Archive for ‘French’



One doesn’t discover new lands without consenting to lose sight, for a very long time, of the shore.

André Gide, The Counterfeiters (1925)



God caused flowers to bloom before men shaped stone.

Victor Hugo, Les Miserables (1862)



Nobody realizes that some people expend tremendous energy merely to be normal.

Albert Camus, Notebook IV in Notebooks: 1942-1951  (c. 1949)


the birth of Jesus

Long lay the world in sin and error pining, / ‘Til He appear’d and the soul felt its worth. / A thrill of hope the weary world rejoices, / For yonder breaks a new and glorious morn.

John Sullivan Dwight,  “O Holy Night,” translated from Adolphe Adam’s “Minuit, chrétiens” (1855)


incompleteness in absence

Today I begin to understand what love must be, if it exists. When we are parted, we each feel the lack of the other half of ourselves. We are incomplete like a book in two volumes of which the first has been lost. That is what I imagine love to be: incompleteness in absence.

Edmond and Jules de Goncourt, The Goncourt Journals (1859)



One must always maintain one’s connection to the past and yet ceaselessly pull away from it. To remain in touch with the past requires a love of memory. To remain in touch with the past requires a constant imaginative effort.

Gaston Bachelard, Fragments of a Poetics of Fire (1988)


mistress of herself

Long before an American girl arrives at the age of marriage, her emancipation from maternal control begins; she has scarcely ceased to be a child when she already thinks for herself, speaks with freedom, and acts on her own impulse. The great scene of the world is constantly open to her view; far from seeking concealment, it is every day disclosed to her more completely, and she is taught to survey it with a firm and calm gaze. Thus the vices and dangers of society are early revealed to her; as she sees them clearly, she views them without illusions, and braves them without fear; for she is full of reliance on her own strength, and her reliance seems to be shared by all who are about her…I have been frequently surprised, and almost frightened, at the singular address and happy boldness with which young women in America contrive to manage their thoughts and their language amidst all the difficulties of stimulating conversation; a philosopher would have stumbled at every step along the narrow path which they trod without accidents and without effort. It is easy indeed to perceive that, even amidst the independence of early youth, an American woman is always mistress of herself; she indulges in all permitted pleasures, without yielding herself up to any of them; and her reason never allows the reins of self-guidance to drop, though it often seems to hold them loosely.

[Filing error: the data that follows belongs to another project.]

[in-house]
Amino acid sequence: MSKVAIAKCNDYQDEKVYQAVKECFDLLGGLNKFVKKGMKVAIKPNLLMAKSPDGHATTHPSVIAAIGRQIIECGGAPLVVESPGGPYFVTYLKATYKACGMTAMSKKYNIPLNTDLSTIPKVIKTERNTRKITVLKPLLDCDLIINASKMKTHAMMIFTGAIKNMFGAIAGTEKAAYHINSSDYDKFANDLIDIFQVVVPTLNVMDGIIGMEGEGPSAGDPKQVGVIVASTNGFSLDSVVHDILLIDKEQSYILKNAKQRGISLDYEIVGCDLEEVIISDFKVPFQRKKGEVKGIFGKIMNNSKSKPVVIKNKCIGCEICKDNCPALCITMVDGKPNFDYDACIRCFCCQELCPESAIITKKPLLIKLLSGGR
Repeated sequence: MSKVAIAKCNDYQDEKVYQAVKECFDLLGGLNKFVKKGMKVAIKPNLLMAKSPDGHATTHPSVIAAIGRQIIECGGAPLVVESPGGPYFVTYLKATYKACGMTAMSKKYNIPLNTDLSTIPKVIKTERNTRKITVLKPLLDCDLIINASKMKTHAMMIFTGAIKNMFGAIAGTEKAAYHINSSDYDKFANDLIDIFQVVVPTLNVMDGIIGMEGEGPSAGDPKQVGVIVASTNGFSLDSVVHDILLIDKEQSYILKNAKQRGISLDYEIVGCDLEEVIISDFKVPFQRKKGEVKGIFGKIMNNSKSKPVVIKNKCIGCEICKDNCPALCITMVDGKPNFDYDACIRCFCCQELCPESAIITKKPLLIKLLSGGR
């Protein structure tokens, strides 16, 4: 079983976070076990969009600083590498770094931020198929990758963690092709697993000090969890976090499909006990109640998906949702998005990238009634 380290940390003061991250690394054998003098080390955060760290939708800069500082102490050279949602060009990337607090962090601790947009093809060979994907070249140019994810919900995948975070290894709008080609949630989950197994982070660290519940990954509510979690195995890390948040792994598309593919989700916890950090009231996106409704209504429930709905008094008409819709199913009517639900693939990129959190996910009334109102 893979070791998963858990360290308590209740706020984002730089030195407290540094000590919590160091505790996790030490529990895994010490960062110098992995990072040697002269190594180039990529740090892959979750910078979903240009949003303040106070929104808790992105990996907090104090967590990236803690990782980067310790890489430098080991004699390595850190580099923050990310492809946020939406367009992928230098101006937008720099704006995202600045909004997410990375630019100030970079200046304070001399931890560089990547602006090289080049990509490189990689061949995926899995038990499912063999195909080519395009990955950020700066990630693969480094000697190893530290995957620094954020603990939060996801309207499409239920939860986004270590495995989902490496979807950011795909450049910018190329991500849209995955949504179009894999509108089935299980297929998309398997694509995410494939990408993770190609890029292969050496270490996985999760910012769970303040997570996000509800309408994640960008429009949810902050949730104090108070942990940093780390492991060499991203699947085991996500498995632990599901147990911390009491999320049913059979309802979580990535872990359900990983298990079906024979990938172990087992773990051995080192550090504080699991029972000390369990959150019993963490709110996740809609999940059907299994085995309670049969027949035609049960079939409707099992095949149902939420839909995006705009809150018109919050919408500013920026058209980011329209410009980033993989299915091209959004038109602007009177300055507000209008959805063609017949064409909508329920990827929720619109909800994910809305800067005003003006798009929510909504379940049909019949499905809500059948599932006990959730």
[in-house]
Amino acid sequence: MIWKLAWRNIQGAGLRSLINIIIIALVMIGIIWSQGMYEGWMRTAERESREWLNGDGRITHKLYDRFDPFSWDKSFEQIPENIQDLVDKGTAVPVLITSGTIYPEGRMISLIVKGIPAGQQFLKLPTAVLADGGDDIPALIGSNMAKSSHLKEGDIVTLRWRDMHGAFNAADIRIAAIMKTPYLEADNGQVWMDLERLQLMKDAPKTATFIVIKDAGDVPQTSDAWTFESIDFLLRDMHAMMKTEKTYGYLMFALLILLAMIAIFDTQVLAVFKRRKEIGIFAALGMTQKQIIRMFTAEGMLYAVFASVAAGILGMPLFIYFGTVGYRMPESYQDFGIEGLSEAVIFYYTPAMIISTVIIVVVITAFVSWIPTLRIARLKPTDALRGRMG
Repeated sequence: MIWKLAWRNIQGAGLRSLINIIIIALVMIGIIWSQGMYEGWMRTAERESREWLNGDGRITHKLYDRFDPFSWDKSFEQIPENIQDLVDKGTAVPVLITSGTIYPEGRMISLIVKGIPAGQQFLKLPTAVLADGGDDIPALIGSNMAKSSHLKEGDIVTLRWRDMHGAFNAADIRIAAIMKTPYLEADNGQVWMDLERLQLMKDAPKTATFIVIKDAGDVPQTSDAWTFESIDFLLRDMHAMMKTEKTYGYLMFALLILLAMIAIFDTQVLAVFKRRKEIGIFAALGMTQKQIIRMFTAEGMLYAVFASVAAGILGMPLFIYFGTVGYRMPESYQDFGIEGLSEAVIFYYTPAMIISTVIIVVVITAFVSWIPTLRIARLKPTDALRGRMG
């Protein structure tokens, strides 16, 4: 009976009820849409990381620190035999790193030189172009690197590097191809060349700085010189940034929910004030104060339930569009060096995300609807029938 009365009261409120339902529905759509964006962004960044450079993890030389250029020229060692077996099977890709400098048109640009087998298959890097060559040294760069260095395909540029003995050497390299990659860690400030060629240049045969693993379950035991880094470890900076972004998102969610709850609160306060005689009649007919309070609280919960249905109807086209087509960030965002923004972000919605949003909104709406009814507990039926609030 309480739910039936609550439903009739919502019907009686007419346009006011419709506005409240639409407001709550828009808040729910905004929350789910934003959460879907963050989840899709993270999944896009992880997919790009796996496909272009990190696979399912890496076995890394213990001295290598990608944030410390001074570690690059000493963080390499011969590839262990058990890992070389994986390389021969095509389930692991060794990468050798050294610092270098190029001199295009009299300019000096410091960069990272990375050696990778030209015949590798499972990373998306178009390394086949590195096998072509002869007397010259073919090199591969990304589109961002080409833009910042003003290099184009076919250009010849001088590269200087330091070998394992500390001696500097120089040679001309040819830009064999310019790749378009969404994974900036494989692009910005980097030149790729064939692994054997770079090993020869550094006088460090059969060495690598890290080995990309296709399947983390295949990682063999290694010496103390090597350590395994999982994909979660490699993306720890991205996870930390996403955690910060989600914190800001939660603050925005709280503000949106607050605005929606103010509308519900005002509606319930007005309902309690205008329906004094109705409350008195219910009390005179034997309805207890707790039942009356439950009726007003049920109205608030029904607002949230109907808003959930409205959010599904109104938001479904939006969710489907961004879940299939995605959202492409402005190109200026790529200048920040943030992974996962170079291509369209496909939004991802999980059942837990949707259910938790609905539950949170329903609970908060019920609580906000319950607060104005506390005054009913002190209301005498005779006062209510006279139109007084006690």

Alexis de Tocqueville Democracy in America, vol. 2 (1840)


american women

If anyone asks me what I think the chief cause of the extraordinary prosperity and growing power of this nation, I should answer that it is due to the superiority of their women.

Alexis de Tocqueville, Democracy in America (1840)

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